• The conclusion to Steve's arc, in the minds of some. After years of trying to build a new life for himself, getting Bucky back and forming new friendships with Sam and the other Avengers, he decides to go back in time and live out his life with Peggy. While the directors eventually confirmed that Steve did in fact go to an alternate timeline instead of simply living in the background of the "main" one, thus side-stepping a multitude of issues like him not trying to save Bucky before the events of The Winter Soldier, this still comes with some baggage, like Steve knowing Sharon since she was a baby, knowing his past self would go on and be romantically involved with her, having another Steve frozen in the Arctic while he stays with Peggy, and the fact that he comes back to Peggy with a metric ton of emotional baggage and trauma.
    • There's also the other damage unintentionally done to the alternate timelines as well. While all the Infinity Stones are indeed returned to their rightful, respective timelines and locations, other things go wrong as a result. These things include, but are not limited to: Loki escaping with the Tesseract, Crossbones and Sitwell targeting Cap when the other one made them believe he was HYDRA and got the staff from them, the S.H.I.E.L.D. facility going into a panic with the Tesseract disappearing there too, Cap having questions about Bucky as well as how or if Loki knocked him out while disguised as him, Mjolnir going missing at a time Thor may have needed it, whatever crazy (but probably very comedic) thing might have happened when Jane had the ether pulled out of her by Rocket, and so on. Just one of these things alone is sure to bring about even more problems as well. Sure, Steve from the first timeline could provide information about HYDRA and Bucky to Alternate Timeline Steve, but that doesn't fix the first and last problems.
    • In the main timeline, the Time Stone was destroyed by Thanos and the borrowed version returned to its original timeline. Those who saw Doctor Strange (2016) will recall that the Time Stone was the only thing stopping Dormammu from consuming our dimension and now it's gone. We'll just have to hope he's forgotten about us...
  • Invoked by Jean Cocteau in Beauty and the Beast (1946) who deliberately made the Beast's transformation into a handsome prince feel oddly unsatisfying with Belle reacting to the transformation with not unbridled joy but a pensive "I'll have to get used to it." In Cocteau's own words:
    "My aim would be to make the Beast so human, so sympathetic, so superior to men, that his transformation into Prince Charming would come as a terrible blow to Beauty, condemning her to a humdrum marriage and a future that I summed up in that last sentence of all fairy tales: 'And they had many children.'"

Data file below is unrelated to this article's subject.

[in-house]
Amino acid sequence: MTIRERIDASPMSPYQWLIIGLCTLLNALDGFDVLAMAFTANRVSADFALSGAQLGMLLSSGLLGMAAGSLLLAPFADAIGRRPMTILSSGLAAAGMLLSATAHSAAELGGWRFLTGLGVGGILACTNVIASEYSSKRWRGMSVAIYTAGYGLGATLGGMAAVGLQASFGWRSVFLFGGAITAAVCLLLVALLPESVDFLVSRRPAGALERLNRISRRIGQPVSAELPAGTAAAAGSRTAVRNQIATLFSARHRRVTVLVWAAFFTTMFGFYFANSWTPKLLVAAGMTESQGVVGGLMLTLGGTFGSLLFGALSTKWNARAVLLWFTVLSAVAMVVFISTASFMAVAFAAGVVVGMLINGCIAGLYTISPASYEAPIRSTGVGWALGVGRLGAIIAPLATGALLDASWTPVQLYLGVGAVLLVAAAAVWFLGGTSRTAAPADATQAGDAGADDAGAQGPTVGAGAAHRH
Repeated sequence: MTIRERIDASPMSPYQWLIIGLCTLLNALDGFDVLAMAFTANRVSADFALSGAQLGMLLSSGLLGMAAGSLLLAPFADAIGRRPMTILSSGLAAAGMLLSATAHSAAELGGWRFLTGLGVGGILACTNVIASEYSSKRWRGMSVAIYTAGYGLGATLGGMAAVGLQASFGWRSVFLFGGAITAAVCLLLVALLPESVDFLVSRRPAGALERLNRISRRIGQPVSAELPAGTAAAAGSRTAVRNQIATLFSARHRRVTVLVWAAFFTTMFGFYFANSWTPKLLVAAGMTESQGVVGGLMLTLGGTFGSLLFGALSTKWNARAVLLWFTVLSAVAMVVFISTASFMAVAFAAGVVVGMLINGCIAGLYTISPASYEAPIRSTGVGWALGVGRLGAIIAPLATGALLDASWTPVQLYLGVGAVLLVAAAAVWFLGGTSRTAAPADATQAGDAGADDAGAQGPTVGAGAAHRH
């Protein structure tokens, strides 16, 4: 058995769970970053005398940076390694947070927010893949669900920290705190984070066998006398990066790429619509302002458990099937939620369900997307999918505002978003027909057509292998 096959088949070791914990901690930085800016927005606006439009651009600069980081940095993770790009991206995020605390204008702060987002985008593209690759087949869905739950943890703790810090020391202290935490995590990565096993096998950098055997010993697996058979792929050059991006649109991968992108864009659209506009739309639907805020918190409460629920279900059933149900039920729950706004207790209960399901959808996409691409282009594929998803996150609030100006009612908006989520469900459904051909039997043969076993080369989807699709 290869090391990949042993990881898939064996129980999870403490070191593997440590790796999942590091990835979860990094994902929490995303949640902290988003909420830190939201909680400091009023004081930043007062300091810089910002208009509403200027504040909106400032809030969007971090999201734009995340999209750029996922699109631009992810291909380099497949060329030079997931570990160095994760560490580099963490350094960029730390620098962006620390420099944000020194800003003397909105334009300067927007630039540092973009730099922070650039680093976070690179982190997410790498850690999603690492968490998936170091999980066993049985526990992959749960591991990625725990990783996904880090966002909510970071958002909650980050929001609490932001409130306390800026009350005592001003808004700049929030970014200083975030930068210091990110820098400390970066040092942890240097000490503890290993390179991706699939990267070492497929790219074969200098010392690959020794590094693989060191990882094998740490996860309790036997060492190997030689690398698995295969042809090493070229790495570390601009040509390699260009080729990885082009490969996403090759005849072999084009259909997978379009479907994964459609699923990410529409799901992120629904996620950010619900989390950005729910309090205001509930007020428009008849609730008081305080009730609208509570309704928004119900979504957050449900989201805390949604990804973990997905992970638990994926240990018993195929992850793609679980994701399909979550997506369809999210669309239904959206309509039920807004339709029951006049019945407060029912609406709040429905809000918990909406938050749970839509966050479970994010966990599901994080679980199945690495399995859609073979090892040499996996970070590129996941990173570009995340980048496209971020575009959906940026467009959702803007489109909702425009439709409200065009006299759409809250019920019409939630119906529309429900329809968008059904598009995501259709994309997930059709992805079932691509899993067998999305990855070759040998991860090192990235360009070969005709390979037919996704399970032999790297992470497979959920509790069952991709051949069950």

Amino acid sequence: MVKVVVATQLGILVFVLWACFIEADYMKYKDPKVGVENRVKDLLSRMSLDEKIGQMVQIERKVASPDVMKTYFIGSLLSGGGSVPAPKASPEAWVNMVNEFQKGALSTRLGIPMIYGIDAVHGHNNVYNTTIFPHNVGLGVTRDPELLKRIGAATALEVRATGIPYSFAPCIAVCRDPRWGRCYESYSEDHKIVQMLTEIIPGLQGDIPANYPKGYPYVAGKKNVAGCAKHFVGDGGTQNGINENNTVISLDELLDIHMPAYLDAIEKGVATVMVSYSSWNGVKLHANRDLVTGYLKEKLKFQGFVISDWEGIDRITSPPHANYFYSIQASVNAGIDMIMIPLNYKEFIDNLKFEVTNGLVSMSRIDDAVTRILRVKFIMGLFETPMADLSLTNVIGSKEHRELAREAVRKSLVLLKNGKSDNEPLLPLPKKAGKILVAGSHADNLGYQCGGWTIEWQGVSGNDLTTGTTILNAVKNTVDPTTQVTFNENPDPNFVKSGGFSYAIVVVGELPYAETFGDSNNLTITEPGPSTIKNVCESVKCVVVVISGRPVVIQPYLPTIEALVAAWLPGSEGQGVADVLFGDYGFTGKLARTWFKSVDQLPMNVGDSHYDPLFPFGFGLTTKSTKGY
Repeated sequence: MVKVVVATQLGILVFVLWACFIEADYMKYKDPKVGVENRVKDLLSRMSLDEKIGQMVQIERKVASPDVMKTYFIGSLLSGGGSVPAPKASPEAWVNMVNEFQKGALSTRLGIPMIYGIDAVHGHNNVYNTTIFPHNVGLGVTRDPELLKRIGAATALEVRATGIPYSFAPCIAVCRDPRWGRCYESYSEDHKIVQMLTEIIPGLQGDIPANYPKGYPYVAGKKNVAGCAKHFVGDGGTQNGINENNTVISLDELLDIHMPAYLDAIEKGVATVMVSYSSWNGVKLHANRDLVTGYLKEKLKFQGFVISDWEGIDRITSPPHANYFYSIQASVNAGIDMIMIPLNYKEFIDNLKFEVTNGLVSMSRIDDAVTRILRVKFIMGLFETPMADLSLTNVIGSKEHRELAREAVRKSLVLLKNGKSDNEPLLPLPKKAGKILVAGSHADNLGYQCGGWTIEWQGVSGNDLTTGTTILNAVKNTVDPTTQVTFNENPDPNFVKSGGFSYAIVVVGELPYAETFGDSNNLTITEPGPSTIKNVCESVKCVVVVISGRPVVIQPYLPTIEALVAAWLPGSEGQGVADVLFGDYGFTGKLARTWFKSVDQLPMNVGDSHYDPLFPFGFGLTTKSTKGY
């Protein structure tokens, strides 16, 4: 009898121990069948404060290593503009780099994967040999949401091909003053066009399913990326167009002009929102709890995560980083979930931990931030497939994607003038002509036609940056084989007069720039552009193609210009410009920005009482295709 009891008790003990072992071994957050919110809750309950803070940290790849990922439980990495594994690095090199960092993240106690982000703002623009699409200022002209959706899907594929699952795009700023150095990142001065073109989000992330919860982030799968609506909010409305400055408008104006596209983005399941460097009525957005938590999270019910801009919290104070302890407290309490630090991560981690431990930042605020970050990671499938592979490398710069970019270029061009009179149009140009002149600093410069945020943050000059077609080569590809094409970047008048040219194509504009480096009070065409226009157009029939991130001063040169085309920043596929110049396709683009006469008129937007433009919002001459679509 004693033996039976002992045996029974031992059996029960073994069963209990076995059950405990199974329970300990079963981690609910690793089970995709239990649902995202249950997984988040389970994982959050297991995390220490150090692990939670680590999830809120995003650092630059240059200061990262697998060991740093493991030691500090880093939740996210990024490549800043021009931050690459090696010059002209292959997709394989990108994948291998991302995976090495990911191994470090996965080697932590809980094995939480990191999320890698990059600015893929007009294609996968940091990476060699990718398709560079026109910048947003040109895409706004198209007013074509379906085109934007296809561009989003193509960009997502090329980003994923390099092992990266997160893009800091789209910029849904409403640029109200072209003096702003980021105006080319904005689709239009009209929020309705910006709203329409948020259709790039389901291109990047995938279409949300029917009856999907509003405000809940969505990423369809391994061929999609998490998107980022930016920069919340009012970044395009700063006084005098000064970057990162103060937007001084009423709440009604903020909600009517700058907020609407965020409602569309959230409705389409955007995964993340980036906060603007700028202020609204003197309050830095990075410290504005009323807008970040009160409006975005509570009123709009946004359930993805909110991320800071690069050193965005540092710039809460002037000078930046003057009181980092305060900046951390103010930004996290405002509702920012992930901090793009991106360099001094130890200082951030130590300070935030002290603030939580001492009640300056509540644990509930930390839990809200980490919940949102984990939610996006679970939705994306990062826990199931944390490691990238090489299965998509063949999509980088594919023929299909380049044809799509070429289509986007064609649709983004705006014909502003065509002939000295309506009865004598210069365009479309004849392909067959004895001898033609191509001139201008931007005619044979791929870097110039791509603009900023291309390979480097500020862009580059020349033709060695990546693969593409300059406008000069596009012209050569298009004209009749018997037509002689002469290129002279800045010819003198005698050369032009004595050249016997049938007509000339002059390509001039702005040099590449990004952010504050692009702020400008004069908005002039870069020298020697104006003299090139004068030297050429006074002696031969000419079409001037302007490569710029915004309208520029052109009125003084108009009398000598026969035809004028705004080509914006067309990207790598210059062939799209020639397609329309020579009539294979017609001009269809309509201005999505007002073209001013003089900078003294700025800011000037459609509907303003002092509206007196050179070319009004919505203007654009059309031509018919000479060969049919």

• Bio-Dome ends with the eponymous Bio-Dome facility being destroyed and the scientists praising the main heroes Bud and Doyle for their actions, thinking it was a giant success. Thing is, however, Bud and Doyle actually ruined everything that the crew of the Bio-Dome tried to accomplish, and the lead scientist, Dr. Noah Faulkner, who was the only one against Bud and Doyle's actions, slowly went insane over the course of the film. There's also the fact that the two slackers got away scot-free with everything they've done to disrupt the project, including attempting to rape two female scientists.
  • The Book of Masters makes the mistakes of a) floating somewhere in-between a classical fairytale, a parody of a fairytale, and a Grey-and-Gray Morality fantasy, and b) miscasting The Hero. The ending has all of the official couples getting a formal happy ending and the Wicked Witch making a Heel–Face Turn (or rather getting a face-heel-brainwashing curse lifted). However, the main heroine (a somewhat naive but clever and responsible girl) marries an infantile idiot, while the Anti-Villain who would have been much more suitable for her is not only rejected, but gets turned to stone to save her life – and no one even remembers him in the end. On top of it all, the fates of many Ensemble Dark Horse minor characters aren't specified at all.
    • To make it worse, if you stick with the realistic fantasy interpretation, the main heroine is now doomed to serfdom, as marrying a serf in the feudalism era made you one as well, even if you were a princess.
  • According to Terry Gilliam, the idea for Brazil came from him wondering whether or not an ending where the main character goes insane could be happy. On one hand, the lead character is tortured into insanity, on the other, well, he's no longer aware of it.
  • Dredd: The title character and Anderson manage to kill Ma-Ma and escape from Peach Trees... however, the movie stated that Ma-Ma made her way to become the criminal kingpin of that structure by killing all rival gangs, and now that she's gone, there's a huge power vacuum in Peach Trees, meaning that all its inhabitants will likely have to endure many, many gang wars between criminals that want to take Ma-Ma's place. Then again, Dredd established early on how much crapsack Mega City One is by stating that the Judges can only respond to 6% of all the emergency calls they receive every single day.